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Related FAQs: House Plants not for the Aquarium Garden,

Related Articles: Live Plants for Aquariums, Editorial: Why Do Retailers Sell Non-Aquatic Plants by Neale Monks,

/The Aquarium Gardener Series

Caveat Emptor: Don't Buy Non-Aquatic Plants For Aquaria!

By Bob Fenner

Underwater Dracenas? Not!

Have you ever wondered why many of the plants offered to the aquarium hobbyist are not described in aquatic plant books? Ever consider why live plants are so much more popular in Europe and the Far East? Are you surprised at the similarity of some house plants and plants sold at fish stores? Ever had "no luck" with "aquatic" plants no matter what you tried?

    The main reason this part of our hobby doesn't grow, in my opinion, is the prevalence of an unscrupulous practice of selling non-aquatic plants for underwater use. No one can keep these plants successfully because they are unsuitable for aquariums.

    For years I have sat by thinking this practice would die out with the common-sense growth in the industry and hobby; nolonger. Some plant source lists contain less than half truly aquatic plants!

A "Growing/Non-Growing" List of Non-Aquatic "Aquarium Plants":

Sanderianas; the popular corn plants


Dracenas: light, dark,variegated and "compacta"

Spathophyllums; sometimes sold as Brazilian (?) swords

"Underwater Palms"

Mondo Grass; cheaper by the flat from your local nursery

Purple and silver waffle

White and Pink Lace

Aluminum Plants

Black Pagoda

Dragon's Tongue

So-called "Hedges"

Baby Doll

Umbrella Pines

Ponga "swords"

Prayer plants; you don't have one with this plant

Princess Pines; our favorite; actually a North American Club Moss cutting.

There are unfortunately many other names and species used geographically, across the country.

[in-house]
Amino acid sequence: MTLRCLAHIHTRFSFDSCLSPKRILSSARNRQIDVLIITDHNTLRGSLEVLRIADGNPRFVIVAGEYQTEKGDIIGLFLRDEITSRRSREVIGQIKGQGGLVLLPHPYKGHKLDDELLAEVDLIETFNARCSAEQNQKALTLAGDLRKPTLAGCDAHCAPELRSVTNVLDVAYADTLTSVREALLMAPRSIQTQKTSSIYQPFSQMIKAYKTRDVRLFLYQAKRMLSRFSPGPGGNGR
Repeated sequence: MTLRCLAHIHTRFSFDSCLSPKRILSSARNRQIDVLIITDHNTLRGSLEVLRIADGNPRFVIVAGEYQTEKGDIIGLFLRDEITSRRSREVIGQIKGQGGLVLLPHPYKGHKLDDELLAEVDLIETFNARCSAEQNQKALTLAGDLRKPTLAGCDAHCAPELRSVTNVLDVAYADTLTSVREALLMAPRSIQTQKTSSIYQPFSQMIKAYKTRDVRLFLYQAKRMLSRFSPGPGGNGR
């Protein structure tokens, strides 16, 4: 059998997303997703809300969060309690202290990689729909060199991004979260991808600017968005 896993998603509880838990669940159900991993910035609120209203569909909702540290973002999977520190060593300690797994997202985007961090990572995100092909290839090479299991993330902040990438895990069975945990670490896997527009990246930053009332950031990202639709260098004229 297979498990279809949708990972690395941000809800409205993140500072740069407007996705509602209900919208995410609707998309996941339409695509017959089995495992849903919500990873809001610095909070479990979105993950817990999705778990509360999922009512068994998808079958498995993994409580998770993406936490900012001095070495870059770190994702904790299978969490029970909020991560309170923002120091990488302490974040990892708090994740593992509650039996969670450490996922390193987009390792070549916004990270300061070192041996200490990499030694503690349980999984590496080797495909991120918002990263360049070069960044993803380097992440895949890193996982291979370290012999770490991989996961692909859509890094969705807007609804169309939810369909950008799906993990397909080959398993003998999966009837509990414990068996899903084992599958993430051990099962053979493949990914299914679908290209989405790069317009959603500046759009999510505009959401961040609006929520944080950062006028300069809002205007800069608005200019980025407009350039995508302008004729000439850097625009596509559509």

Some folks will argue that some of these plants are useful as aquarium "decorations"; that due to their toughness and bad-taste/texture, cichlids, silver-dollars and other plant eating and destroyers leave them alone. Others will argue that a few weeks to a couple of months ornament is enough to expect.

   What does that make our hobby?

    We have met with mixed results in suggesting to the trade that this practice be abandoned; it will no doubt persist until it is uneconomical. Therefore, we call on the hobbyists to bring about this change.

    Be an informed consumer. Consult your own and your fish society's library and members for useful information. Many of them have instituted Horticultural Award Programs. Much like Breeder's Award Programs for fishes, these serve to recognize and promote excellence in the field of plant propagation.

    Approach your local shop. Challenge them to provide you with information regarding the identity, life history and usefulness of their aquatic plants.   Frequent shops that demonstrate a professional attitude by boycotting "underwater house-plants".

There are many species and varieties of truly suitable aquarium plants. These are no more unavailable or expensive than those that are doomed to die and fall apart underwater.


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